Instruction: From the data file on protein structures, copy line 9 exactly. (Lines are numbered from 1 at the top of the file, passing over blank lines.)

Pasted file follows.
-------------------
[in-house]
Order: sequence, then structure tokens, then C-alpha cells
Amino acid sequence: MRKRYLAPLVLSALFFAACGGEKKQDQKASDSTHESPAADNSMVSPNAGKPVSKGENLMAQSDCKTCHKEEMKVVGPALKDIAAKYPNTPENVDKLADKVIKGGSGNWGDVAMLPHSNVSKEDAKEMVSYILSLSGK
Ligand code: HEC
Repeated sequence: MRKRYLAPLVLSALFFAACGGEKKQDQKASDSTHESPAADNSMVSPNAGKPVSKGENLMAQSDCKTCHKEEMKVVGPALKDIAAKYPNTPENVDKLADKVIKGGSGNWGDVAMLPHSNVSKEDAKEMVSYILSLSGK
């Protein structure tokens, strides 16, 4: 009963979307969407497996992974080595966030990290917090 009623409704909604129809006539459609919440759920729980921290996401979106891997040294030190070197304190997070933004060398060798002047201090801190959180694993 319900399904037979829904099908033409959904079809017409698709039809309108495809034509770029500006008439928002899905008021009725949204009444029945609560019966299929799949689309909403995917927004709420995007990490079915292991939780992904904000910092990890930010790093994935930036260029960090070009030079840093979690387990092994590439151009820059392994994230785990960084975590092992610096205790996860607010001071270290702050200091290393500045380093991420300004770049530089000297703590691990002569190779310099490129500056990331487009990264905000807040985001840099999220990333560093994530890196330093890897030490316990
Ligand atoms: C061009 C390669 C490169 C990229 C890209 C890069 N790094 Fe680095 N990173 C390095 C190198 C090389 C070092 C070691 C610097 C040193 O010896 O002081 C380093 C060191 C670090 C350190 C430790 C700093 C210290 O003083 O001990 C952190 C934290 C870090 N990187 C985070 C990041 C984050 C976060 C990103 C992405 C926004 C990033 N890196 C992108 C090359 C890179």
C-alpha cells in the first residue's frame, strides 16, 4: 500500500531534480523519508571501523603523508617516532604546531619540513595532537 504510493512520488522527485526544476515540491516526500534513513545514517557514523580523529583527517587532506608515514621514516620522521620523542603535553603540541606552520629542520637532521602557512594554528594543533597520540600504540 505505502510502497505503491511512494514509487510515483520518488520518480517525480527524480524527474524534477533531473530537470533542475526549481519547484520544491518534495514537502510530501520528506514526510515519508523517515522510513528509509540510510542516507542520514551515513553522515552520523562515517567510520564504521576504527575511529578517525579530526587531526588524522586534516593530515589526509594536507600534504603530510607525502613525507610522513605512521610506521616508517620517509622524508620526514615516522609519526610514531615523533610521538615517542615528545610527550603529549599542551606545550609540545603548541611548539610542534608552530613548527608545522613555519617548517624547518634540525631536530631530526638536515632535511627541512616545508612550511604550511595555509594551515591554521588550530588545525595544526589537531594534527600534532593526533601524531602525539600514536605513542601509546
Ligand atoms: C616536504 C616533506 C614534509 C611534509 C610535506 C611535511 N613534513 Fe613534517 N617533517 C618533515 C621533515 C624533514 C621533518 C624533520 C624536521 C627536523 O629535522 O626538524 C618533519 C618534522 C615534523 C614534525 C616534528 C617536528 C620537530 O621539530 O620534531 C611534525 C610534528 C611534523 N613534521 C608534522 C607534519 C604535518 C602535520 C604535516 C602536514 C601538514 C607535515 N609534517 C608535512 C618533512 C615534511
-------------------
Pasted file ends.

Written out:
Ligand atoms: C616536504 C616533506 C614534509 C611534509 C610535506 C611535511 N613534513 Fe613534517 N617533517 C618533515 C621533515 C624533514 C621533518 C624533520 C624536521 C627536523 O629535522 O626538524 C618533519 C618534522 C615534523 C614534525 C616534528 C617536528 C620537530 O621539530 O620534531 C611534525 C610534528 C611534523 N613534521 C608534522 C607534519 C604535518 C602535520 C604535516 C602536514 C601538514 C607535515 N609534517 C608535512 C618533512 C615534511